Press Talk: Political bets? No, no, no!

By Lou Brancaccio, Columbian editor

Published:

 

To be continued

• Press Talk continues its discussion on politics Sunday by setting the odds on the two Clark County Commission races.

See Page C1 or the Press Talk page.

What are the odds … ?

I suspect you've heard the above question more than a few times.

Like:

• What are the odds some Web commenters won't sound like they're always screaming?

• What are the odds politicians will actually begin to protect taxpayers?

• What are the odds the Cougars will win five games this year?

All good questions.

And today, for your reading pleasure, I bring you another one:

• What are the odds in the presidential race? (On Sunday, I lay the odds out on our two county commission races.)

It should be noted this is not endorsement, but rather whom I see as the favorite. And, kids, don't try this at home. Do not -- I repeat, do not -- use these odds to gamble. Gambling is an evil habit that will drag you into the abyss and lead to occasional cavities.

OK, let's get started.

Obama-Romney

My odds opened at 3-1 in favor of Barack Obama, but today I put it at 4-1. Two years ago, absolutely everything pointed to a Republican victory. No president should be able to survive the economic collapse we've had.

And the deficit we keep piling up? Someone needs to pay for this colossal mess, and it's almost always the sitting president.

But Mitt Romney just doesn't get it. He gave up the moral high ground to Obama when he refused to support taxing the wealthy more.

To be sure, taxing the wealthy more will not -- I repeat, will not -- fix the crushing debt we currently live under.

But we're talking about talking points and Obama wins this one.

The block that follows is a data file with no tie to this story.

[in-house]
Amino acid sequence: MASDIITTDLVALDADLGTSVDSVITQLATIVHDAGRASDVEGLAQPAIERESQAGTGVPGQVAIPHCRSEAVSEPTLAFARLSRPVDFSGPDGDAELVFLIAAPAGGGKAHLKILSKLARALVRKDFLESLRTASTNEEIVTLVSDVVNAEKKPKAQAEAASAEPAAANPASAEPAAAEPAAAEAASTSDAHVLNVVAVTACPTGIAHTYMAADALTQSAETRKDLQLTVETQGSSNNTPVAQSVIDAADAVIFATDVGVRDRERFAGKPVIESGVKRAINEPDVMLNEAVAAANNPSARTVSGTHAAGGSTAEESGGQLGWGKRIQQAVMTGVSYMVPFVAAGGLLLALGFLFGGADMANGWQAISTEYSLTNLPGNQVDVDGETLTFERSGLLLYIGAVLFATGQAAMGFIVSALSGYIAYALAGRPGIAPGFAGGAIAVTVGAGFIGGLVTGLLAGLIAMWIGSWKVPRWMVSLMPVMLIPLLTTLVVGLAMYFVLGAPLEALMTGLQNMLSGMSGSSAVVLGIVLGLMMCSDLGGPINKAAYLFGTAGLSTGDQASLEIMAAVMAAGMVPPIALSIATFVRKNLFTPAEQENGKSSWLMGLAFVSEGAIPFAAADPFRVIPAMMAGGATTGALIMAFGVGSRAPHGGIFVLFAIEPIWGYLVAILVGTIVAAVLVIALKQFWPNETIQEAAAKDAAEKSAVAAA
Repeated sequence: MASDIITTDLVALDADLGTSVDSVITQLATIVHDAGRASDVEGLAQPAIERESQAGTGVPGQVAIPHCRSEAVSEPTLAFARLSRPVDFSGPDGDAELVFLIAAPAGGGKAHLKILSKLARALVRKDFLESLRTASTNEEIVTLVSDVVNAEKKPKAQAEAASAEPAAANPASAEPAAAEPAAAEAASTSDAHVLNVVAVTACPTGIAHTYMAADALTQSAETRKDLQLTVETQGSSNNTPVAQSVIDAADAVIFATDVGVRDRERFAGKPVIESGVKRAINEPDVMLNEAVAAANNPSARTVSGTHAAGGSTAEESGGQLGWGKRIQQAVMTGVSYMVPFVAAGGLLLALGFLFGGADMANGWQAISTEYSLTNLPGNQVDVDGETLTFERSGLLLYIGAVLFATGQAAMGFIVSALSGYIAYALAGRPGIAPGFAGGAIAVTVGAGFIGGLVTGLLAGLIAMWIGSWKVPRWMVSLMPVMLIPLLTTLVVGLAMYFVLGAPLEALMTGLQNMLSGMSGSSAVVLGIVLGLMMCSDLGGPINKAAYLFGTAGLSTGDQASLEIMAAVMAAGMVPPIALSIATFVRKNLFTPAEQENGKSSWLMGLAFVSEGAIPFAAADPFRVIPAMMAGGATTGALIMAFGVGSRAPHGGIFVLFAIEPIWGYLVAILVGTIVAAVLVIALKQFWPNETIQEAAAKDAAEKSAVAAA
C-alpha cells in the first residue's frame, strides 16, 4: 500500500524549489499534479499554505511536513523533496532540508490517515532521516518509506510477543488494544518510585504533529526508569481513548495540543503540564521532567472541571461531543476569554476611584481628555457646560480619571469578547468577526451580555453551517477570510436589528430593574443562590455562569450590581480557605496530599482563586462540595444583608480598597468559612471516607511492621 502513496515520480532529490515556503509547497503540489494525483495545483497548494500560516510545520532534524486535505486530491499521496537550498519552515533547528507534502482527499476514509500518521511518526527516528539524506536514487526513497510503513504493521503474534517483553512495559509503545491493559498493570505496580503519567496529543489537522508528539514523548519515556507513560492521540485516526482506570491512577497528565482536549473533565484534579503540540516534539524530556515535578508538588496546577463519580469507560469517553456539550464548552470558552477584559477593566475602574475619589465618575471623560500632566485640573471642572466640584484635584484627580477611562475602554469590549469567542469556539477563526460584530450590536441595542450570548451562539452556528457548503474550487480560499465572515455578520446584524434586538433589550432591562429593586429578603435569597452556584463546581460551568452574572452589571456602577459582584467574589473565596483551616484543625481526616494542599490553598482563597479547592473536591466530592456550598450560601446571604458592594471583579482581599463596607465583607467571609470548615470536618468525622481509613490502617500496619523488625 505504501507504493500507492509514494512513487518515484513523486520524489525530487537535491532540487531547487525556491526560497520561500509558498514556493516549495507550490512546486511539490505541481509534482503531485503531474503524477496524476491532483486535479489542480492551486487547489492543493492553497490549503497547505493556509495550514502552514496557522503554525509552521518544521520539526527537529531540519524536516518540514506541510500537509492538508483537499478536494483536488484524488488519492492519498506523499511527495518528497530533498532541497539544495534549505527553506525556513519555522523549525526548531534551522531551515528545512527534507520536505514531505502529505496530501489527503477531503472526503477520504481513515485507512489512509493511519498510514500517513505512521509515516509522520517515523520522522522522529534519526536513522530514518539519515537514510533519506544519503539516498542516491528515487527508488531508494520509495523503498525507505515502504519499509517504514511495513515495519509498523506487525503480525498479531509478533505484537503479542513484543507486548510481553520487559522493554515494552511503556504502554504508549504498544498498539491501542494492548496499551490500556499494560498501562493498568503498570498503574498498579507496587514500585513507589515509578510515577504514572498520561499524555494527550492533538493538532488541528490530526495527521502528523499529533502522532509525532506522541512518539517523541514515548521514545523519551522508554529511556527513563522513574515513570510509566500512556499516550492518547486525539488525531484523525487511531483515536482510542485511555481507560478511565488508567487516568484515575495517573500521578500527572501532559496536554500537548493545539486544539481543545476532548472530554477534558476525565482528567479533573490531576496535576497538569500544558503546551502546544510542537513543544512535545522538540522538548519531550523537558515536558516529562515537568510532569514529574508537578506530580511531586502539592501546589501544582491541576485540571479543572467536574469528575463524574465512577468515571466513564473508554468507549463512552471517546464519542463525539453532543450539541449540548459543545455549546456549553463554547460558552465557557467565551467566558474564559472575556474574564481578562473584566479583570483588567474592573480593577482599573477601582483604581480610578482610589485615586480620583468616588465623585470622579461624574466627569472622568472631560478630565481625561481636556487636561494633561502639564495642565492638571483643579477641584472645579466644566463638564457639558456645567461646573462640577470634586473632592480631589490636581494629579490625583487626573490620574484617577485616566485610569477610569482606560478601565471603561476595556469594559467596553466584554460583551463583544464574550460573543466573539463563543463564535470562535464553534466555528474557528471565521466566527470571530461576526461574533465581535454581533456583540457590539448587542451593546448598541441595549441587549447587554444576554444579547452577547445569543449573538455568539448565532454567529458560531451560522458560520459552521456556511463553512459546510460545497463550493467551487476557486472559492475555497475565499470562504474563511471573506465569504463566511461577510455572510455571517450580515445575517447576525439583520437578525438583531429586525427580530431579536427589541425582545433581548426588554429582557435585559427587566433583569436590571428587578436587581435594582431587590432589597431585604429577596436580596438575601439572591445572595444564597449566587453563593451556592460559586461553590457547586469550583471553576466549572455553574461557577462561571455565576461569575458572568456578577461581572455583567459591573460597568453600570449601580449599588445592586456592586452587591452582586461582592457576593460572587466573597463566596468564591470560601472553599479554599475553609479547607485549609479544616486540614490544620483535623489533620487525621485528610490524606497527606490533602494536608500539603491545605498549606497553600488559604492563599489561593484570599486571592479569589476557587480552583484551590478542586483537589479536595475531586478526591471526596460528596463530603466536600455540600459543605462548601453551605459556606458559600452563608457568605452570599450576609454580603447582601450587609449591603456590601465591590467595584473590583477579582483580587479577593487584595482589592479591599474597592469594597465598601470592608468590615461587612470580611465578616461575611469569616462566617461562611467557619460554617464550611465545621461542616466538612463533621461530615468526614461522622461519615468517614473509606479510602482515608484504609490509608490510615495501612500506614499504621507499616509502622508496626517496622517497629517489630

Yes, many Democrats continue to live in the Twilight Zone, thinking we can still give away the farm to anyone who asks, even though we don't have the cash to do it.

Sure, some giveaways are not only necessary but the right thing to do. But the sheer mass of the handouts -- things like tax breaks to big business and government bus rides for bingo players -- are not sustainable. Regardless, it's like crack cocaine. And once you're hooked, it ain't easy getting off the stuff.

Many politicians are also hooked on the giveaways because they know they bring votes.

Hey, raise your hand if you don't like free stuff? Point proved.

Now, Romney wants to cut some of this special-interest spending back. So, philosophically, he's likely correct, but politically, he's wrong. And that's because we've reached the tipping point on free stuff. Those who get it -- and their friends and family -- outnumber those who don't.

Another talking point to Obama.

Essentially, a politician has to say what people want to hear.

That's Politics 101.

Does Romney have any hope? Somehow he needs to take back some of the moral high ground. I suggest he says he's had an epiphany and now is willing to tax the wealthy more.

Again, this won't help much of anything, but it would get him a talking point. But don't count on it.

Now remember, no wagering, but let the discussion begin!

Lou Brancaccio is The Columbian’s editor. Reach him at 360-735-4505, http://twitter.com/lounews or lou.brancaccio@columbian.com.